OG it's worth taking off the old leaves - even on "babies" - they will already be developing the shoots for next year's leaves below the ground which will be at least twice the size of this year's. As Verdun says, they are susceptible to black spot and cutting off the old leaves will give them a better chance of avoiding infection. I usually scalp them in December, give them a mulch of compost, and the flowers and new leaves come up from January. Maybe mark their location somehow to make sure you don't tread on them in the meantime! I've used upturned hanging basket frames for this - works well and stops the flipping squirrel/ cats/ foxes disturbing them as well.
Red Dahlia - they are certainly expensive bought as fully mature plants but if you already have two, they will produce offspring and you'll eventually get lots of new plants for free. I leave the seed heads on once the flowers have gone over. The following Feb/Mar lots of seedlings emerge near the parent plants. You can give them a helping hand with a paintbrush (Carol Klein did this on GW) to ensure you get seeds. No guarantee what colours they will be of course, but that's part of the fun! I have sown some seeds in pots as well, but they seem to do much better if left to do their own thing - I just pot up the seedlings, grow them on a bit and plant them out as soon as they have true leaves. They don't much like being moved, so I prefer to get them in the ground early (plus it's easier to find the space in the border for a small plant!)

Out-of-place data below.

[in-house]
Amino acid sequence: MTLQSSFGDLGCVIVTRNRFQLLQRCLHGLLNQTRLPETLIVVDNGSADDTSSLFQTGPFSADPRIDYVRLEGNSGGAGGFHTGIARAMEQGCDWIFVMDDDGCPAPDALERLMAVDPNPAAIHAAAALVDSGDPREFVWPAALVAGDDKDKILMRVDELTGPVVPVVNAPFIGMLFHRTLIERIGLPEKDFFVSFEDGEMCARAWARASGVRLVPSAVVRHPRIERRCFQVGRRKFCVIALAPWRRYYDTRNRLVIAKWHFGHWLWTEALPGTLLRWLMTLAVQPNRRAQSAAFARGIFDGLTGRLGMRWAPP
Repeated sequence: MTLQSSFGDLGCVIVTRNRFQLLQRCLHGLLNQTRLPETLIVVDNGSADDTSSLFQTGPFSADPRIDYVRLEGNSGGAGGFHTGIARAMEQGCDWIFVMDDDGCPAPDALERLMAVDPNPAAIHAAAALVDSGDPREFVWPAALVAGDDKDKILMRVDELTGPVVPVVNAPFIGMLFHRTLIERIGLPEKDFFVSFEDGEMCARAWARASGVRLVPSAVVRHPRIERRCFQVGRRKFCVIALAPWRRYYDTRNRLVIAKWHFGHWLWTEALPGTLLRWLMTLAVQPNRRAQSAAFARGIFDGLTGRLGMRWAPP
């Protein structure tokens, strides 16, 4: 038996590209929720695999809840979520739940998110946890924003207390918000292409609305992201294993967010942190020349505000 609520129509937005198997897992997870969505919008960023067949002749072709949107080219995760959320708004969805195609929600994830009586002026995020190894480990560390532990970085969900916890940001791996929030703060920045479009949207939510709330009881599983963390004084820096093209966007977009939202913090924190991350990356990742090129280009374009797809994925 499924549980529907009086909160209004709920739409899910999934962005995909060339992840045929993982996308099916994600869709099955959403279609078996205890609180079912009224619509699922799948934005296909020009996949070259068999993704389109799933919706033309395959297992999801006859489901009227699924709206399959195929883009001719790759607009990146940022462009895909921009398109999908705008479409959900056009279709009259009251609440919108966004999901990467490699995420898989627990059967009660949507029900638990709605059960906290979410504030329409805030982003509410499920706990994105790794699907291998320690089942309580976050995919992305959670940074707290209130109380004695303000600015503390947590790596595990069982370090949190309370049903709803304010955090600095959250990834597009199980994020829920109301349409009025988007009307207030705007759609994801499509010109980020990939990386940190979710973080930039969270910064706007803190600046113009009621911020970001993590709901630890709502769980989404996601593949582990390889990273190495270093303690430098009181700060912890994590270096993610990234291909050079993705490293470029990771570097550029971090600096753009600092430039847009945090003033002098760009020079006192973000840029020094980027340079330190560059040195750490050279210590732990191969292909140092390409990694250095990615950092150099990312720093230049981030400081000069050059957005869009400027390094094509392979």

All in all, what with waiting a year for seeds to germinate, it is at least three years before you start to get flowers from seed. That's why they are so expensive. Once established though, they last for years and years. Verdun's recommended the best suppliers if you really can't wait!
Give your hellebores a good mulch with good organic matter now-ish, with perhaps some slow-release fertilizer as well to give them a boost, and you should be rewarded with plenty of flowers in spring.
Warning: they are addictive